[Date Prev][Date Next][Thread Prev][Thread Next][Date Index][Thread Index]

Re: [Xen-users] [PCI passthrough] My experience with PCI memory stomp/corruption issues when passing through multiple PCI devices in Xen

  • To: xen-users@xxxxxxxxxxxxx
  • From: Gordan Bobic <gordan@xxxxxxxxxx>
  • Date: Fri, 19 Sep 2014 14:49:21 +0100
  • Delivery-date: Fri, 19 Sep 2014 13:50:37 +0000
  • List-id: Xen user discussion <xen-users.lists.xen.org>

On 2014-09-16 20:55, Andrej Komelj wrote:

After a lot of Googling, I found a potential culprit - PCI hole and
all the magic behind remapping the devices and/or memory when the
default hole (roughly 200 MB) is too small for all the pass-though PCI
devices in the system (I need roughly 300 MB for both VGA and USB
controller to work).

I never realized the default hole is only 200MB. What is a little more
surprising is that your USB controller requires such a large chunk of
IOMEM. My USB controllers take between 1KB (Intel ICH10 USB 2) and 8KB
(NEC USB 3).

By remapping VGA adapter to 64-bit space, I was able to boot domU and
use both VGA and USB controller at the same time. The only thing that
bothered me was the inability to see any boot messages in domU until X
environment was loaded and the graphics card reset.

You should get output via the emulated adapter over VNC until the
GPU driver loads in domU. You only get that output on the passed
through GPU with primary passthrough, which required side-loading
the VBIOS. IIRC that doesn't work for any recent VBIOS since they
are bigger than 64KB. Or has this been fixed recently? Does primary
passthrough work now with a VBIOS > 64KB?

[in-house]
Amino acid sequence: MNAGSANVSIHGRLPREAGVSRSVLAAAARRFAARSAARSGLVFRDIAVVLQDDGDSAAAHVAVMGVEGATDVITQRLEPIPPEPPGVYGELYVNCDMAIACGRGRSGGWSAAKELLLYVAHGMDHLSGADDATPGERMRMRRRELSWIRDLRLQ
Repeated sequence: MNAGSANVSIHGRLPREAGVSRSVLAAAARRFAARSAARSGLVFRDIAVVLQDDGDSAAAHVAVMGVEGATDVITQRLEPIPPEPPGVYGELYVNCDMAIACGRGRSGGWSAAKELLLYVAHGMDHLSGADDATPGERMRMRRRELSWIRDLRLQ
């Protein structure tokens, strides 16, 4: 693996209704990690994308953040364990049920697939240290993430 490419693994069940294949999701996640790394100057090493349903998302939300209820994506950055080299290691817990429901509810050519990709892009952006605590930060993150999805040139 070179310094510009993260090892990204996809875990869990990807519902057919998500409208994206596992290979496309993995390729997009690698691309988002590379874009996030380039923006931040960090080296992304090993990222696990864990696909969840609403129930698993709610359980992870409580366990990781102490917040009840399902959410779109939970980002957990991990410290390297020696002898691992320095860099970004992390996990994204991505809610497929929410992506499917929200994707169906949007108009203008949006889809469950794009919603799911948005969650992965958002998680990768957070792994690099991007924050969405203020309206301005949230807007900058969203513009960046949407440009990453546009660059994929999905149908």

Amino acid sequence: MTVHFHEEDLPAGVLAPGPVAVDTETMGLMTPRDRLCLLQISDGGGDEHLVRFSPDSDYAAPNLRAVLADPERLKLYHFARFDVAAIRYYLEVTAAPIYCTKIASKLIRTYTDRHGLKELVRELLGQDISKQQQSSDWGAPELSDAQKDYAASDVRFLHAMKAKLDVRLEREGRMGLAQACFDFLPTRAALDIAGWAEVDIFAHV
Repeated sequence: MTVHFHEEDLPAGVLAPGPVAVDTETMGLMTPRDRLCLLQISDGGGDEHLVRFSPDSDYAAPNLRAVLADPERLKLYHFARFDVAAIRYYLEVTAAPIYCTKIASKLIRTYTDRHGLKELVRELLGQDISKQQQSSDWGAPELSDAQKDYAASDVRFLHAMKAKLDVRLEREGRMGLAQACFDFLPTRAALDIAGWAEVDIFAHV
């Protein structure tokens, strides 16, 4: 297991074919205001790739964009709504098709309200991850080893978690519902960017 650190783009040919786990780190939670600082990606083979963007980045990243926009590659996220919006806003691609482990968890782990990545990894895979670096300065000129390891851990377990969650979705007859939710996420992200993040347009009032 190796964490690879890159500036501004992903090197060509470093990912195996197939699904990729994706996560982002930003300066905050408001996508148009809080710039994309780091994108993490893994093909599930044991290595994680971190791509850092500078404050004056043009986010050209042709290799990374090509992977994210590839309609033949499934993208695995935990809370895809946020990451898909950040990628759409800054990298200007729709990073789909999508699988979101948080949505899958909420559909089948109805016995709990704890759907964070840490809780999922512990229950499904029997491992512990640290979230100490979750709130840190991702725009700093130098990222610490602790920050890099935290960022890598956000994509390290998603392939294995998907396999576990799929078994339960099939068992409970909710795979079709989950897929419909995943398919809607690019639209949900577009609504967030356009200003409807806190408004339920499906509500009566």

The key point is - if I set low memory bar in HVM guest's E820 map to
0xe0000000 (right up to the beginning of PCI hole size), something
messes up with my USB PCI controller and the thing simply doesn't
work. Setting the low memory bar lower apparently leaves some buffer
space for whomever or whatever is poking at that addresses and my USB
controller now works as charm. :-D It might be a hardware bug (saw a
lot of reports in xen-devel) or a software bug - I don't know.

It might be worth checking what your physical e820 map looks like.
The problem I was having with my motherboard was that if domU
memory map overlapped the IOMEM, the domU memory I/O would happily
trample the dom0's IOMEM regions mapped to various hardware devices
which would very quickly crash the host.

Can you check if you are having such overlaps, e.g. by only
assigning your domU the memory amount up to your first IOMEM


Xen-users mailing list



Lists.xenproject.org is hosted with RackSpace, monitoring our
servers 24x7x365 and backed by RackSpace's Fanatical Support®.